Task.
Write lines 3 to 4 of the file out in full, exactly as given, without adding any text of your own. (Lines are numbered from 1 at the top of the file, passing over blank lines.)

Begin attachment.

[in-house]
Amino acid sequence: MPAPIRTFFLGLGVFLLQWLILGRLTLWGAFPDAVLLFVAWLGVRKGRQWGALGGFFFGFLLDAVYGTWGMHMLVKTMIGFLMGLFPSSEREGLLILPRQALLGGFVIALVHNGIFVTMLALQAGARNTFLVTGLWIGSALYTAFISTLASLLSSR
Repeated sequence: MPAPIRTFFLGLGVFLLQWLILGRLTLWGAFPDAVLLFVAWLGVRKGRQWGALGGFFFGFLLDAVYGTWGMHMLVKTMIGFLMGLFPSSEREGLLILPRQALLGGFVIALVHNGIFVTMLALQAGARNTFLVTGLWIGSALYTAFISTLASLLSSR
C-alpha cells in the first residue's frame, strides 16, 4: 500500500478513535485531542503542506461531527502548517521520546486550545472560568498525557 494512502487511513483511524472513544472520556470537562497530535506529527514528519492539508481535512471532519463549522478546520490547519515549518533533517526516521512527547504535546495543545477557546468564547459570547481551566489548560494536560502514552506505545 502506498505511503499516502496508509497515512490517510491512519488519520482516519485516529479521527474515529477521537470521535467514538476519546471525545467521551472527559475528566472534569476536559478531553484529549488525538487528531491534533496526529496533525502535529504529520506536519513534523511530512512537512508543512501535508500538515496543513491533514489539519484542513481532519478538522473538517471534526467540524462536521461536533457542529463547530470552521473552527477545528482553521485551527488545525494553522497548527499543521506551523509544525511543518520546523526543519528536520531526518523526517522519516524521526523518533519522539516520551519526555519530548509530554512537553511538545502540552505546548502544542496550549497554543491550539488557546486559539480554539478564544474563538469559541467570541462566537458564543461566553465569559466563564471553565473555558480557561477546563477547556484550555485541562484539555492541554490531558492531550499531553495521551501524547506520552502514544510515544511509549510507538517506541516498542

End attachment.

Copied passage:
Repeated sequence: MPAPIRTFFLGLGVFLLQWLILGRLTLWGAFPDAVLLFVAWLGVRKGRQWGALGGFFFGFLLDAVYGTWGMHMLVKTMIGFLMGLFPSSEREGLLILPRQALLGGFVIALVHNGIFVTMLALQAGARNTFLVTGLWIGSALYTAFISTLASLLSSR
C-alpha cells in the first residue's frame, strides 16, 4: 500500500478513535485531542503542506461531527502548517521520546486550545472560568498525557 494512502487511513483511524472513544472520556470537562497530535506529527514528519492539508481535512471532519463549522478546520490547519515549518533533517526516521512527547504535546495543545477557546468564547459570547481551566489548560494536560502514552506505545 502506498505511503499516502496508509497515512490517510491512519488519520482516519485516529479521527474515529477521537470521535467514538476519546471525545467521551472527559475528566472534569476536559478531553484529549488525538487528531491534533496526529496533525502535529504529520506536519513534523511530512512537512508543512501535508500538515496543513491533514489539519484542513481532519478538522473538517471534526467540524462536521461536533457542529463547530470552521473552527477545528482553521485551527488545525494553522497548527499543521506551523509544525511543518520546523526543519528536520531526518523526517522519516524521526523518533519522539516520551519526555519530548509530554512537553511538545502540552505546548502544542496550549497554543491550539488557546486559539480554539478564544474563538469559541467570541462566537458564543461566553465569559466563564471553565473555558480557561477546563477547556484550555485541562484539555492541554490531558492531550499531553495521551501524547506520552502514544510515544511509549510507538517506541516498542